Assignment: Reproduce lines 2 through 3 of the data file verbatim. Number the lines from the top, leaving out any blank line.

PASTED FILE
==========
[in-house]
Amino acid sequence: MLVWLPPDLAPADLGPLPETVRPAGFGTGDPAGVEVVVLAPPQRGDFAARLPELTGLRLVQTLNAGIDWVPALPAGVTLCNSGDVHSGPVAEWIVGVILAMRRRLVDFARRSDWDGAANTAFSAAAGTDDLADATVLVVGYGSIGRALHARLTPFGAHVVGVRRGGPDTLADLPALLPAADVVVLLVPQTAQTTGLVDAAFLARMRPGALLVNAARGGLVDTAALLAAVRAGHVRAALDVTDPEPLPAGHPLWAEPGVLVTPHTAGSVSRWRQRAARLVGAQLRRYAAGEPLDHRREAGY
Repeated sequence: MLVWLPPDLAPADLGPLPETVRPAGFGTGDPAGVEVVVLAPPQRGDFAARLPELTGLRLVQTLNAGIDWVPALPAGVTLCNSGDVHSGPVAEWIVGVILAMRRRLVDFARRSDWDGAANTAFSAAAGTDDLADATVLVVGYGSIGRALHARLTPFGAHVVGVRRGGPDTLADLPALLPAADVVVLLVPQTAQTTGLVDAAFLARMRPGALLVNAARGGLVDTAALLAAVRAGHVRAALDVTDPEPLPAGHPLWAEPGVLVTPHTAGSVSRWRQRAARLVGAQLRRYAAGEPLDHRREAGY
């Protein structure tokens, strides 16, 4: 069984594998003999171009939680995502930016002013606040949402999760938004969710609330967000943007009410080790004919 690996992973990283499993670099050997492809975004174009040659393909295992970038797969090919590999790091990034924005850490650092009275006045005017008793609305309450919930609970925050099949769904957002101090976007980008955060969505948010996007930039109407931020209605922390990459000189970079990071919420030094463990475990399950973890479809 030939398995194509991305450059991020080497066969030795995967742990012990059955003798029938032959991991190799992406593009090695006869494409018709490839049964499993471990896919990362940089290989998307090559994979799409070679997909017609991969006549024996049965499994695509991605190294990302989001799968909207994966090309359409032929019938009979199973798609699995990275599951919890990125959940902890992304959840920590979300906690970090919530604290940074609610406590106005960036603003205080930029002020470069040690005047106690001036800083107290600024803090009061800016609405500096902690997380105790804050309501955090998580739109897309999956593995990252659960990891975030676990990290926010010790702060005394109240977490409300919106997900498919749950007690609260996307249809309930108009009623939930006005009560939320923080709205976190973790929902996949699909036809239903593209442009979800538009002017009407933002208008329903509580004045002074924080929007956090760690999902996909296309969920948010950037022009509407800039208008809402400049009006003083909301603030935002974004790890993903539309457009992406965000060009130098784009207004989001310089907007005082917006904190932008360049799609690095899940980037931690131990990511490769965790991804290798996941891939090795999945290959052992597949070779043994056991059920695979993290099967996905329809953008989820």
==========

Amino acid sequence: MLVWLPPDLAPADLGPLPETVRPAGFGTGDPAGVEVVVLAPPQRGDFAARLPELTGLRLVQTLNAGIDWVPALPAGVTLCNSGDVHSGPVAEWIVGVILAMRRRLVDFARRSDWDGAANTAFSAAAGTDDLADATVLVVGYGSIGRALHARLTPFGAHVVGVRRGGPDTLADLPALLPAADVVVLLVPQTAQTTGLVDAAFLARMRPGALLVNAARGGLVDTAALLAAVRAGHVRAALDVTDPEPLPAGHPLWAEPGVLVTPHTAGSVSRWRQRAARLVGAQLRRYAAGEPLDHRREAGY
Repeated sequence: MLVWLPPDLAPADLGPLPETVRPAGFGTGDPAGVEVVVLAPPQRGDFAARLPELTGLRLVQTLNAGIDWVPALPAGVTLCNSGDVHSGPVAEWIVGVILAMRRRLVDFARRSDWDGAANTAFSAAAGTDDLADATVLVVGYGSIGRALHARLTPFGAHVVGVRRGGPDTLADLPALLPAADVVVLLVPQTAQTTGLVDAAFLARMRPGALLVNAARGGLVDTAALLAAVRAGHVRAALDVTDPEPLPAGHPLWAEPGVLVTPHTAGSVSRWRQRAARLVGAQLRRYAAGEPLDHRREAGY